Hello All: Seasons Greetings
Just thought I would provide you an update of the National Audubon Society's 109th Annual Christmas Bird Count. Once again this year, Tom and Pei-Pei Cosmas (Washington Crossing Audubon Society) and I conducted the annual count at the Drexel Woods
. Our numbers were the highest in the past four years that I have kept records. Of course, the beautiful weather had much to do with it. We recorded: Canada Goose (251); Turkey Vulture (1); Red-tailed Hawk (1); Mourning Dove (33); Red-bellied Woodpecker (3); Downy Woodpecker (3); Northern Flicker (2); Blue Jay (1); American Crow (29); Chickadee sp. (9); Ttufted Titmouse (4); White-breasted Nuthatch (1); Carolina Wren (1); American Robin (35); European Starling (24); Field Sparrow (3); White-throated Sparrow (40); Dark-eyed Junco (67); and Northern Cardinal (6).
In addition, the Cosmas' and I also filled in for someone and went over to Colonial Lake after Drexel Woods to survey there. After counting the many 100s of Canada Geese and Ring-billed Gulls there, Tom and Pei-Pei continued on to the Brearley House to complete their remaining survey areas. I went to the eastern part of the lake to identify a Merganzer that I had in my spotting scope but was too far for proper identification [editor's note - it was a Hooded Merganzer]. While doing so, I observed a loon that at first I thought was a Common Loon, but had characteristics of another loon, the Red-throated Loon. Unbeknownst to me, these species required special documentation since they are quite rare at this time of the year.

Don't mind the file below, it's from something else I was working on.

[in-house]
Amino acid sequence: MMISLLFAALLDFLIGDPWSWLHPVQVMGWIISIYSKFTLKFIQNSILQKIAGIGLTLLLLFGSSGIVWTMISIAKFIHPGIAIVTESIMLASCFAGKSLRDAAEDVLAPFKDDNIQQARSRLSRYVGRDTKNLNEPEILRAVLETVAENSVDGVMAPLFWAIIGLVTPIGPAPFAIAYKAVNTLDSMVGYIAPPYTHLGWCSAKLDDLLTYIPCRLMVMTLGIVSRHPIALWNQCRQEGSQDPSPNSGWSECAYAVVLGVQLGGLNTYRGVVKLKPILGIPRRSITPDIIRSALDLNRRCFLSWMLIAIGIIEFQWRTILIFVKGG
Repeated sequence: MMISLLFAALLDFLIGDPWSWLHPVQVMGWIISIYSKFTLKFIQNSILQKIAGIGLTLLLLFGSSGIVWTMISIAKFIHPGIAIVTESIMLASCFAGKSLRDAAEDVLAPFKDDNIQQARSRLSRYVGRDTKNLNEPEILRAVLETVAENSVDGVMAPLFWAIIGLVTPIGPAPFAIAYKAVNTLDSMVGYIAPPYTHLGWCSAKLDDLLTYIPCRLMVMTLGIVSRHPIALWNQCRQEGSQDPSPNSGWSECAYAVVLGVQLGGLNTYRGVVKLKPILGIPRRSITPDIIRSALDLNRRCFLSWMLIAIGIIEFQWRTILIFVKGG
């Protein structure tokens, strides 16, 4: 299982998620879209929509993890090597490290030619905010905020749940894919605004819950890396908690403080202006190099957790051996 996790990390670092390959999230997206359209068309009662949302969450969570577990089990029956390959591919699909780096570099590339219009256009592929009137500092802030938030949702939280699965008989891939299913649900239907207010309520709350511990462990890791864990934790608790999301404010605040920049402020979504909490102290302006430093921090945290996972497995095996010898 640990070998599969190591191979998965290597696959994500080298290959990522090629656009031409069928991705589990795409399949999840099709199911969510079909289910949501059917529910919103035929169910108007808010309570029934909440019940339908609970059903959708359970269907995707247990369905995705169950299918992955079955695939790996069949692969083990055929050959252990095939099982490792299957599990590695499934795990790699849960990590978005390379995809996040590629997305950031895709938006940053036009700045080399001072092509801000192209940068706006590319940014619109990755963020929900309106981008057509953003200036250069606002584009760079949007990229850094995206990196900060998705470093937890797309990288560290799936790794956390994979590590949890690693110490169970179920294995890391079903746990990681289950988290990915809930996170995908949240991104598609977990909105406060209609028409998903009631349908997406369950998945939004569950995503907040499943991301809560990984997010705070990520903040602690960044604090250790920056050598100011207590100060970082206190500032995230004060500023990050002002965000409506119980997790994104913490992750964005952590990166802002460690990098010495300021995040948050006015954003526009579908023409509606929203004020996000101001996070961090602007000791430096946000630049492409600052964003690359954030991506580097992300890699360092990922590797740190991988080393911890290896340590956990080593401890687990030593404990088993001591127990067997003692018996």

I had happened to take a few (poor) digital photographs 'through' my spotting scope and notified Tom. Tom went back and took many more digital photographs
and provided them to other CBC leaders. We ended up with the first recorded Red-throated Loon in the 109 years of the Princeton Christmas Bird Count!
The loon has remained at Colonial Lake
on Sunday, Monday and today. Its dull, winter plumage does nothing for this graceful bird but if anyone is interested, it was still located in the middle of the back of the lake just a few hours ago. Take Lake Drive on the south side of the lake to the cul-de-sac and scan the waters. Keep an eye open for other interesting pond birds such as the Ruddy Duck, Hooded and Common merganzers.
(Former WCAS President)